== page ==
â€œItâ€™s a little terrifying to deal with cotton suppliers now,â€ said Vicky Wu, a sales manager at Suzhou Unitedtex Enterprise Ltd., a closely held, Jiangsu province-based clothes maker that counts Gap and J.C. Penney among its clients.
Cotton futures in China have surged more than 70 percent this year and were at a record earlier as the global economy emerged from recession, allowing people to spend more on clothes. Production of the fiber in China, the worldâ€™s biggest user and importer, is forecast to lag behind demand for a 12th year, cutting its stockpile to the smallest since 1995, according to the U.S. Department of Agriculture.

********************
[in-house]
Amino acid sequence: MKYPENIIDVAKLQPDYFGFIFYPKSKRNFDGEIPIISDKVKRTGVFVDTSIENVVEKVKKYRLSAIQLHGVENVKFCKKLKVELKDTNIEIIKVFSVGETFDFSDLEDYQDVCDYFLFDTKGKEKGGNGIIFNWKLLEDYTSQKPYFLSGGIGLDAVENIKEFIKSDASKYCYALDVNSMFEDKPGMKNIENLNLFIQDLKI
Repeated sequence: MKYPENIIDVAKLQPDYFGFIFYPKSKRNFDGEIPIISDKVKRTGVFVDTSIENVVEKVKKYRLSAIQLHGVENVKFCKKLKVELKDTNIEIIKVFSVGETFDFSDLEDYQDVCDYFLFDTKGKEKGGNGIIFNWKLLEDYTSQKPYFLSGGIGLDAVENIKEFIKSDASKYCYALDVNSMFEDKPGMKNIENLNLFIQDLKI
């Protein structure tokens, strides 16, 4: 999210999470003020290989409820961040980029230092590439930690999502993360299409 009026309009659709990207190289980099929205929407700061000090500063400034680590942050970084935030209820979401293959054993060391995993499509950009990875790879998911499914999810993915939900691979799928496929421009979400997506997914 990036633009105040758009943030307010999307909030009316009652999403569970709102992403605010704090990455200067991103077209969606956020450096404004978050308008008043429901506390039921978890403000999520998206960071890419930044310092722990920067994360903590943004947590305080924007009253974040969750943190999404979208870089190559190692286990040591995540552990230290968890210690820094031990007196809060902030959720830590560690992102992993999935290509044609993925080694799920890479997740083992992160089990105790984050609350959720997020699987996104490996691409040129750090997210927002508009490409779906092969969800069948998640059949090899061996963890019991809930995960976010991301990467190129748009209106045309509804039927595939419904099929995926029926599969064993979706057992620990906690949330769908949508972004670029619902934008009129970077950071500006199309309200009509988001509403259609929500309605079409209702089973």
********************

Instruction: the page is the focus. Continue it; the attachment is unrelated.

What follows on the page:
â€œAmerican consumers better get used to rising prices on the shelves of Wal-Mart and other retailers,â€ said Jessica Lo, Shanghai-based managing director at China Market Research Group. â€œChinaâ€™s manufacturers are getting squeezed not only by rising cotton costs but also soaring real estate and labor costs.â€
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